DOI: 10.1007/978-3-642-25920-3_4.

In the next decades, practically viable robotic/agent systems are going to be mixed-initiative in nature. Humans will request help from such systems and such systems will request help from humans in achieving the complex mission tasks required. Pragmatically, one requires a distributed task specification language to define tasks and a suitable data structure which satisfies the specification and can be used flexibly by collaborative multi-agent/robotic systems. This paper defines such a task specification language and an abstract data structure called Task Specification Trees which has many of the requisite properties required for mixed-initiative problem solving and adjustable autonomy in a distributed context. A prototype system has been implemented for this delegation framework and has been used practically with collaborative unmanned aircraft systems.

[24] Full text  David Landén, Fredrik Heintz and Patrick Doherty. 2012.
Complex Task Allocation in Mixed-Initiative Delegation: A UAV Case Study.
In Nirmit Desai, Alan Liu, Michael Winikoff, editors, Principles and Practice of Multi-Agent Systems: 13th International Conference, PRIMA 2010, Kolkata, India, November 12-15, 2010, Revised Selected Papers, pages 288–303. In series: Lecture Notes in Computer Science #7057. Springer Berlin/Heidelberg. ISBN: 978-3-642-25919-7, e-978-3-642-25920-3.
DOI: 10.1007/978-3-642-25920-3_20.

Unmanned aircraft systems (UASs) are now becoming technologically mature enough to be integrated into civil society. An essential issue is principled mixed-initiative interaction between UASs and human operators. Two central problems are to specify the structure and requirements of complex tasks and to assign platforms to these tasks. We have previously proposed Task Specification Trees (TSTs) as a highly expressive specification language for complex multi-agent tasks that supports mixed-initiative delegation and adjustable autonomy. The main contribution of this paper is a sound and complete distributed heuristic search algorithm for allocating the individual tasks in a TST to platforms. The allocation also instantiates the parameters of the tasks such that all the constraints of the TST are satisfied. Constraints are used to model dependencies between tasks, resource usage as well as temporal and spatial requirements on complex tasks. Finally, we discuss a concrete case study with a team of unmanned aerial vehicles assisting in a challenging emergency situation.

[23] Barbara Dunin-Keplicz and Andrzej Szalas. 2012.
Epistemic Profiles and Belief Structures.
In Gordan Jezic , Mario Kusek , Ngoc-Thanh Nguyen , Robert J. Howlett and Lakhmi C. Jain, editors, Agent and Multi-Agent Systems. Technologies and Applications: 6th KES International Conference, KES-AMSTA 2012, Dubrovnik, Croatia, June 25-27, 2012. Proceedings, pages 360–369. In series: Lecture Notes in Computer Science #7327. Springer Berlin/Heidelberg. ISBN: 978-3-642-30946-5, e- 978-3-642-30947-2.
DOI: 10.1007/978-3-642-30947-2_40.

The paper is devoted to a novel formalization of beliefs in multiagent systems. Our aim is to bridge the gap between idealized logical approaches to modeling beliefs and their actual implementations. Therefore the stages of belief acquisition, intermediate reasoning and final belief formation are isolated and analyzed. We give a novel semantics reflecting those stages and suitable for building complex belief structures in the context of incomplete and/or inconsistent information. Namely, an agent starts with constituents, i.e., sets of initial beliefs acquired by perception, expert supplied knowledge, communication with other agents and perhaps other ways. Next, the constituents are transformed into consequents according to agents’ epistemic profiles. Additionally, a uniform treatment of single agent and group beliefs is achieved. Importantly, we indicate an implementation framework ensuring tractability of reasoning about beliefs.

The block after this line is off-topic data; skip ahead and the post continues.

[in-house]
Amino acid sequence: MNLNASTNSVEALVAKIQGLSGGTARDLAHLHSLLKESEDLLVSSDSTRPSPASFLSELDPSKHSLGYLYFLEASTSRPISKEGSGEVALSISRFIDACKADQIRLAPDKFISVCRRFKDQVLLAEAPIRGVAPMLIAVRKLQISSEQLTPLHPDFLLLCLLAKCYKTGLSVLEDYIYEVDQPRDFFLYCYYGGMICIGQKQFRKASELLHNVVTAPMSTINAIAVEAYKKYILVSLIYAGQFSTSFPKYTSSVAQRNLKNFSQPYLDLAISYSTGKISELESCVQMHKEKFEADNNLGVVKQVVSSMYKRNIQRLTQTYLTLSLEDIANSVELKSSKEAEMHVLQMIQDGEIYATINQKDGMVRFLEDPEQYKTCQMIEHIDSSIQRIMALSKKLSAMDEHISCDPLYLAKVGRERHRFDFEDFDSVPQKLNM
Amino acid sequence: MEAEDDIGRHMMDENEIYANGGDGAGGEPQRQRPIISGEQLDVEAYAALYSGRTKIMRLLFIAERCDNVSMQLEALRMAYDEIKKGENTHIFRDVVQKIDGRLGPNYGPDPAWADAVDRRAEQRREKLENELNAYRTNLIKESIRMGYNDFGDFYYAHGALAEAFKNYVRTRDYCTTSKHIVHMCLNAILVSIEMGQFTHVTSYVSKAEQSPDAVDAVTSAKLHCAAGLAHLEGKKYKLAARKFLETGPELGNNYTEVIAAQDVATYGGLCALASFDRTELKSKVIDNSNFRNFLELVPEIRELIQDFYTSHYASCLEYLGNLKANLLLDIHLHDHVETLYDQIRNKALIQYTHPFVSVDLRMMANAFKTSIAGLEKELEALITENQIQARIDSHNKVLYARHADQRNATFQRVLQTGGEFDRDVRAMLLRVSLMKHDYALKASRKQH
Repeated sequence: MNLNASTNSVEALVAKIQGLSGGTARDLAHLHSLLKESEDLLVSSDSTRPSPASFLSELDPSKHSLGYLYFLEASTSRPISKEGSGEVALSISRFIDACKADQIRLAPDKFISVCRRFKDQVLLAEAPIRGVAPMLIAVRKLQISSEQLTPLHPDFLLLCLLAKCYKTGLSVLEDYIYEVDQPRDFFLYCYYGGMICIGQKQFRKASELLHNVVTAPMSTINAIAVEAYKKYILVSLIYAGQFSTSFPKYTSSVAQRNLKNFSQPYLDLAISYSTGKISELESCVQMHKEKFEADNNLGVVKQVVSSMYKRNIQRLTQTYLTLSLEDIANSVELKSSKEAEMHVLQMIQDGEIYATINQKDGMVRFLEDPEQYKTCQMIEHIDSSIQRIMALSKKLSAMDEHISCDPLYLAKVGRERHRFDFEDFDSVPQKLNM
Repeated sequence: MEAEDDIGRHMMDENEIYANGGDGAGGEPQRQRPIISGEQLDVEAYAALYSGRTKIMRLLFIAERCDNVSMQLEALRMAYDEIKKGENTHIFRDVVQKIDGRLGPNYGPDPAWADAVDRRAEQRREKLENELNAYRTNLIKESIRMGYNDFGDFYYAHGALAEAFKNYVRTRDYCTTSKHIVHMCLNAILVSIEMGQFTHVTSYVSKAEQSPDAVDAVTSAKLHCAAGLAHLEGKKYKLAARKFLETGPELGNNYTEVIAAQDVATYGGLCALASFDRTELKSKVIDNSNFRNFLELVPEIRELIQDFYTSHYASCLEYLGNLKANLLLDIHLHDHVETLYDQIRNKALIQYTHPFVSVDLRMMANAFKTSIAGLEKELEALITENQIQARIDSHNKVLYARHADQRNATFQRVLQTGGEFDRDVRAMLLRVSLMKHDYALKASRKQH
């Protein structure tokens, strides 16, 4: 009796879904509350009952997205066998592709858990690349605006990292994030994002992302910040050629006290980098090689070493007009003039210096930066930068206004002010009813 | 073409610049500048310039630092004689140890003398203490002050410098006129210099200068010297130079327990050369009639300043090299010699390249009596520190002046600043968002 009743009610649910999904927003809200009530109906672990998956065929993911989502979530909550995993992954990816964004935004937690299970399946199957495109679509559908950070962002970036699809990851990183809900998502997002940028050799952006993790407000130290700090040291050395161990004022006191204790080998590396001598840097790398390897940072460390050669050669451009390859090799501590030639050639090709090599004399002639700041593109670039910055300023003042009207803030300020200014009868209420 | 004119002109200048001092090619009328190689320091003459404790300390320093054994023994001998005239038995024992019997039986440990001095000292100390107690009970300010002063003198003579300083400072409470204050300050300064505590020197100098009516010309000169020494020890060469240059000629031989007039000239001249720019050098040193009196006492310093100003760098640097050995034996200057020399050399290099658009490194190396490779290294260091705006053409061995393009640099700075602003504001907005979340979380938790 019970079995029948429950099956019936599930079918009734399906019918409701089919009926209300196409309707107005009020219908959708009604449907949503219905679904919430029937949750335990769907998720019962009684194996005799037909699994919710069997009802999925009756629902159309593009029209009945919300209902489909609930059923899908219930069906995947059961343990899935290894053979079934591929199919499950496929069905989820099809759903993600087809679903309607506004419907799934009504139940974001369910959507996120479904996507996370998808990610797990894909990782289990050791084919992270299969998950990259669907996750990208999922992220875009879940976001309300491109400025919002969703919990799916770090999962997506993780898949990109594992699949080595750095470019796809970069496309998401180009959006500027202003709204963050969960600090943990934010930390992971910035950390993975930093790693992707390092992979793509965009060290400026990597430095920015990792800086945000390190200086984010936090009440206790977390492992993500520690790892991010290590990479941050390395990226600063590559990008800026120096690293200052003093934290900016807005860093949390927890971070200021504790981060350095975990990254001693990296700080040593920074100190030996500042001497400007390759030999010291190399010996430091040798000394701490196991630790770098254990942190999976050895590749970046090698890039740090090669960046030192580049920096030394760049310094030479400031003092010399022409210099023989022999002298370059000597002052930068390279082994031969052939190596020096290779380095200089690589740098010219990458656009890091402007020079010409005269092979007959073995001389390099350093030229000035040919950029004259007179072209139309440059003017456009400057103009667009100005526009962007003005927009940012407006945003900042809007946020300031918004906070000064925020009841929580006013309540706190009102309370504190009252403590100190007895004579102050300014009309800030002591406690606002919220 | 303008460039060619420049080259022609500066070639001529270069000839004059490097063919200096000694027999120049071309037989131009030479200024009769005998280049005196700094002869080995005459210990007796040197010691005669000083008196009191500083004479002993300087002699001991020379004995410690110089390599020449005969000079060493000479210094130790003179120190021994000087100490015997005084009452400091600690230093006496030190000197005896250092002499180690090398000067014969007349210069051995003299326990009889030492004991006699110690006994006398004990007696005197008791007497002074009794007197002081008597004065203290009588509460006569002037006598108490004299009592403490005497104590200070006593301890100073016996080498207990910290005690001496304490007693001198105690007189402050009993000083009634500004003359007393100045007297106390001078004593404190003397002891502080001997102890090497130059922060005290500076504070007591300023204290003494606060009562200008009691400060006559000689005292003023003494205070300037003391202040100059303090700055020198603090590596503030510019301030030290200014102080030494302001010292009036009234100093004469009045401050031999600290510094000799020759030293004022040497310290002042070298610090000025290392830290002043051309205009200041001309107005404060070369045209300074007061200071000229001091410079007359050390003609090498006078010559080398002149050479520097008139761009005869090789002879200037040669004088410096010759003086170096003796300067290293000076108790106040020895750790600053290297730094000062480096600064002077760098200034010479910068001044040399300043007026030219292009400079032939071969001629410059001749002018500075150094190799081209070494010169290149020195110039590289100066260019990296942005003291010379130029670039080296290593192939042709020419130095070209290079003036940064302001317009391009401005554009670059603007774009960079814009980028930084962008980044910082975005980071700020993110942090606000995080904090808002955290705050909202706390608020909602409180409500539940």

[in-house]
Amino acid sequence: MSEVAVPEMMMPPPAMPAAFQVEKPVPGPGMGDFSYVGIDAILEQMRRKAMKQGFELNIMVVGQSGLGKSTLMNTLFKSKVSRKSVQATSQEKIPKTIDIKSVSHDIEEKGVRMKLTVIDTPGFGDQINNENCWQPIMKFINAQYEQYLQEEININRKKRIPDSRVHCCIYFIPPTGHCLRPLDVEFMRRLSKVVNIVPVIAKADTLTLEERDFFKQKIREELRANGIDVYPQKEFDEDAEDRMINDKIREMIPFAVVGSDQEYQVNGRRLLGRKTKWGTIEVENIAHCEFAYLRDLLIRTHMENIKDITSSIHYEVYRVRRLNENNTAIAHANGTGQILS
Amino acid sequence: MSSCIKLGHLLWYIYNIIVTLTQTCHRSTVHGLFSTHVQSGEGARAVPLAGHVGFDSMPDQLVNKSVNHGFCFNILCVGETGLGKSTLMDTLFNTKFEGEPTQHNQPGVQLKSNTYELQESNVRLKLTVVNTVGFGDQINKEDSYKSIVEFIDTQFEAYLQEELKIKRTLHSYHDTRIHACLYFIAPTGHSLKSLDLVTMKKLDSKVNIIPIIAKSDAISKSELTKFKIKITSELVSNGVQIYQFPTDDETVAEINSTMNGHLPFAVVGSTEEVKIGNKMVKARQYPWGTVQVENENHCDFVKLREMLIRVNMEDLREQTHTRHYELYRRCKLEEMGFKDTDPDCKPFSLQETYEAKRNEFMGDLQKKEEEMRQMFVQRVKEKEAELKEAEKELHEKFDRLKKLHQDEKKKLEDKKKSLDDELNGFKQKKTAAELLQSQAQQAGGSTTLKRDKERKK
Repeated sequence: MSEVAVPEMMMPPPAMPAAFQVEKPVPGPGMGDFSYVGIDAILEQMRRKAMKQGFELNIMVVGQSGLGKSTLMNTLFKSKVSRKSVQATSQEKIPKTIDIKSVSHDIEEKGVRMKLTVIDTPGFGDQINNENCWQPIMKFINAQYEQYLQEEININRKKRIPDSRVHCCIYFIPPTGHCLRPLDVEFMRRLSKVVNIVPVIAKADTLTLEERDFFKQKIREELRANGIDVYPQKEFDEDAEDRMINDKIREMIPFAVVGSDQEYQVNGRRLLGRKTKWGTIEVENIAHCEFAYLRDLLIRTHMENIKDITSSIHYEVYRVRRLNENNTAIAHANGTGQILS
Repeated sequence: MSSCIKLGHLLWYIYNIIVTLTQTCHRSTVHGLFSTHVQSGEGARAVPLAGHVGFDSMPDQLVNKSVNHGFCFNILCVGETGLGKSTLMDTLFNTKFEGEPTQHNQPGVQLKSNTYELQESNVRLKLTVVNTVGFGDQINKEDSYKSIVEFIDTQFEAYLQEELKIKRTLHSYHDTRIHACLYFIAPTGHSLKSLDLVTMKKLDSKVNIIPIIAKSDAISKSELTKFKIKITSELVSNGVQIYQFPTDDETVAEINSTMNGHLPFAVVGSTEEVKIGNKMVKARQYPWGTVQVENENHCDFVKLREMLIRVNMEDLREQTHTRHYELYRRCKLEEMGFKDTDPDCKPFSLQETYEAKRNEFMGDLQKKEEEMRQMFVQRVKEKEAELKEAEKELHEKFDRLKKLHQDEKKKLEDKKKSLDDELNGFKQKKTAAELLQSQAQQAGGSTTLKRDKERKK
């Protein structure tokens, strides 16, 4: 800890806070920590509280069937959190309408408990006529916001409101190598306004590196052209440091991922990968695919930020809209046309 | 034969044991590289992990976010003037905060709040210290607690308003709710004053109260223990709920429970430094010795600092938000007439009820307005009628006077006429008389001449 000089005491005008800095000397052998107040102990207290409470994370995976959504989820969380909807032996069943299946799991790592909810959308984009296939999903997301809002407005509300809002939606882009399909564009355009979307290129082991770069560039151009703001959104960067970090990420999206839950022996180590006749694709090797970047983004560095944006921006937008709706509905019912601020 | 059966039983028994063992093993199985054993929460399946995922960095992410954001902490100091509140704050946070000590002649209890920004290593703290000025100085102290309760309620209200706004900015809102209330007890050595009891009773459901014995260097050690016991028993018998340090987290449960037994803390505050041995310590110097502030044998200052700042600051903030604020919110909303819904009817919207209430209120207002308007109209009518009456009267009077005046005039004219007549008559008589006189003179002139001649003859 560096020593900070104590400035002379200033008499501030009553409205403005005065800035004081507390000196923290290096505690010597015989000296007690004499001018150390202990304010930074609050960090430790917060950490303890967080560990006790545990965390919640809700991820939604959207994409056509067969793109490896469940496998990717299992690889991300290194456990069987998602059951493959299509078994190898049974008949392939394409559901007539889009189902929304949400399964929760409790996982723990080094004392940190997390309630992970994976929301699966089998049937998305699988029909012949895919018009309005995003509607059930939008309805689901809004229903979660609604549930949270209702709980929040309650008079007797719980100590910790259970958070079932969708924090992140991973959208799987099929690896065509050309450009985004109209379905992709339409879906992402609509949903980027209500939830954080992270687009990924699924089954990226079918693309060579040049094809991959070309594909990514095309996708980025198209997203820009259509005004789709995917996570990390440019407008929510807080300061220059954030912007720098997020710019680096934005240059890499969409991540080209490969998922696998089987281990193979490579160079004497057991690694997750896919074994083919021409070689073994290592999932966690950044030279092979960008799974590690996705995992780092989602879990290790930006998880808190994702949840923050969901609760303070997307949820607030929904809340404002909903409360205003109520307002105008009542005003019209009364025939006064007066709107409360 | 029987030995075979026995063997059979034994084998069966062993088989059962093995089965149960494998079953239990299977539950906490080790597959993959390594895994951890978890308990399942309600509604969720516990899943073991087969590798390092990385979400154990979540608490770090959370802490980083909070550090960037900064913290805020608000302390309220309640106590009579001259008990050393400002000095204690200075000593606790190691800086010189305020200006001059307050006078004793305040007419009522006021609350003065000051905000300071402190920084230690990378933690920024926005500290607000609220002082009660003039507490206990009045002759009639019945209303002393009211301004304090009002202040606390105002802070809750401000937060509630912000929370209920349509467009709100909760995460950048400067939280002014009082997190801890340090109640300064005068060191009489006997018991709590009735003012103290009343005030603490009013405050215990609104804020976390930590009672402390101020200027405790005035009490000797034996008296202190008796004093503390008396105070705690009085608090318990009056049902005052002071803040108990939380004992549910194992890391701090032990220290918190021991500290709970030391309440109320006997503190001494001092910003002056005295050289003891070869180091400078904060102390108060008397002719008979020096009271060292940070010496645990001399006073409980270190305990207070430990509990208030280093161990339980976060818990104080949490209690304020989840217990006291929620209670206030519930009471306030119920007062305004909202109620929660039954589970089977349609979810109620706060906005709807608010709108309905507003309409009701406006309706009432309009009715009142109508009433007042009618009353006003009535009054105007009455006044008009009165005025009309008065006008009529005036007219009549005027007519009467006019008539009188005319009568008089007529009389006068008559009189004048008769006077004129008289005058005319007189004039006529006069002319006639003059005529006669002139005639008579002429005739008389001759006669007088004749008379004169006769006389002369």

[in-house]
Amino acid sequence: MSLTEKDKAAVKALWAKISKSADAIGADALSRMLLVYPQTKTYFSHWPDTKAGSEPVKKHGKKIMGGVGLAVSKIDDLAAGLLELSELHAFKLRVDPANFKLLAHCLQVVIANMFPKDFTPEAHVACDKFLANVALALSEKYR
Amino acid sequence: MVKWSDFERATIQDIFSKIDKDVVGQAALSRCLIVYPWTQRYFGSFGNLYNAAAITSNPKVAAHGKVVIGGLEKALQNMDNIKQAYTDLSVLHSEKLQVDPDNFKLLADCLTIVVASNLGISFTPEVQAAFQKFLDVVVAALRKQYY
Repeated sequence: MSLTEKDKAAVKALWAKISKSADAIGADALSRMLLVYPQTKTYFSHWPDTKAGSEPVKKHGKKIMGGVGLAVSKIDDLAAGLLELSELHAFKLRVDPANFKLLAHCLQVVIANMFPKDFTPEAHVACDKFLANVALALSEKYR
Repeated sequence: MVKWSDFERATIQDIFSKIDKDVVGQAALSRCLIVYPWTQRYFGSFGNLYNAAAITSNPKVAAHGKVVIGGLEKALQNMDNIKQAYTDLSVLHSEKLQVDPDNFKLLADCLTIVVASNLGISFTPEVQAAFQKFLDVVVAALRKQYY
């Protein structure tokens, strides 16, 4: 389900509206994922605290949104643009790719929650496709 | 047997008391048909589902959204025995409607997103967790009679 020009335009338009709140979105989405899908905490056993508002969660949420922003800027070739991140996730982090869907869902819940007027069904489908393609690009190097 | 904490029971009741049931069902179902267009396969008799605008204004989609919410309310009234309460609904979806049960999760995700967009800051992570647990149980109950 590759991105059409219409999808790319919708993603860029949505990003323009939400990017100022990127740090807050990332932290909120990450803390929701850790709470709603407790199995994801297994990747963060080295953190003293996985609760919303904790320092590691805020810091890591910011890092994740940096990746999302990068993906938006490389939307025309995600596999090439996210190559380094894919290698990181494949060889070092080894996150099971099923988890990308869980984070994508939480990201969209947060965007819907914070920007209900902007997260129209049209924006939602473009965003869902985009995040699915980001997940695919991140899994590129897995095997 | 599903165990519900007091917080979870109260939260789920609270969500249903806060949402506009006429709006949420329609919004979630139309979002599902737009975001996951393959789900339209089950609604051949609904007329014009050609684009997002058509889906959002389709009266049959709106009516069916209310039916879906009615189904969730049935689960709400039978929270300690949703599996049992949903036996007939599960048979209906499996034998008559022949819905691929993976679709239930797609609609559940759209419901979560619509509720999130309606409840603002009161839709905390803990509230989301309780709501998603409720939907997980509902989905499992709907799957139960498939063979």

[22] Linh Anh Nguyen and Andrzej Szalas. 2012.
Paraconsistent Reasoning for Semantic Web Agents.
In Ngoc Thanh Nguyen, editor, Transactions on Compuational Collective Intelligence VI, pages 36–55. In series: Lecture Notes in Computer Science #7190. Springer Berlin/Heidelberg. ISBN: 978-3-642-29355-9, e-978-3-642-29356-6.
DOI: 10.1007/978-3-642-29356-6_2.

Description logics refer to a family of formalisms concentrated around concepts, roles and individuals. They are used in many multiagent and Semantic Web applications as a foundation for specifying knowledge bases and reasoning about them. Among them, one of the most important logics is <em>SROIQ</em><img src=\"http://www.springerlink.com/jsMath/fonts/cmsy10/alpha/120/char53.png\" /><img src=\"http://www.springerlink.com/jsMath/fonts/cmsy10/alpha/120/char52.png\" /><img src=\"http://www.springerlink.com/jsMath/fonts/cmsy10/alpha/120/char4F.png\" /><img src=\"http://www.springerlink.com/jsMath/fonts/cmsy10/alpha/120/char49.png\" /><img src=\"http://www.springerlink.com/jsMath/fonts/cmsy10/alpha/120/char51.png\" />, providing the logical foundation for the OWL 2 Web Ontology Language recommended by W3C in October 2009. In the current paper we address the problem of inconsistent knowledge. Inconsistencies may naturally appear in the considered application domains, for example as a result of fusing knowledge from distributed sources. We introduce a number of paraconsistent semantics for <em>SROIQ</em><img src=\"http://www.springerlink.com/jsMath/fonts/cmsy10/alpha/120/char53.png\" /><img src=\"http://www.springerlink.com/jsMath/fonts/cmsy10/alpha/120/char52.png\" /><img src=\"http://www.springerlink.com/jsMath/fonts/cmsy10/alpha/120/char4F.png\" /><img src=\"http://www.springerlink.com/jsMath/fonts/cmsy10/alpha/120/char49.png\" /><img src=\"http://www.springerlink.com/jsMath/fonts/cmsy10/alpha/120/char51.png\" />, including three-valued and four-valued semantics. The four-valued semantics reflects the well-known approach introduced in [5,4] and is considered here for comparison reasons only. We also study the relationship between the semantics and paraconsistent reasoning in <em>SROIQ</em><img src=\"http://www.springerlink.com/jsMath/fonts/cmsy10/alpha/120/char53.png\" /><img src=\"http://www.springerlink.com/jsMath/fonts/cmsy10/alpha/120/char52.png\" /><img src=\"http://www.springerlink.com/jsMath/fonts/cmsy10/alpha/120/char4F.png\" /><img src=\"http://www.springerlink.com/jsMath/fonts/cmsy10/alpha/120/char49.png\" /><img src=\"http://www.springerlink.com/jsMath/fonts/cmsy10/alpha/120/char51.png\" /> through a translation into the traditional two-valued semantics. Such a translation allows one to use existing tools and reasoners to deal with inconsistent knowledge.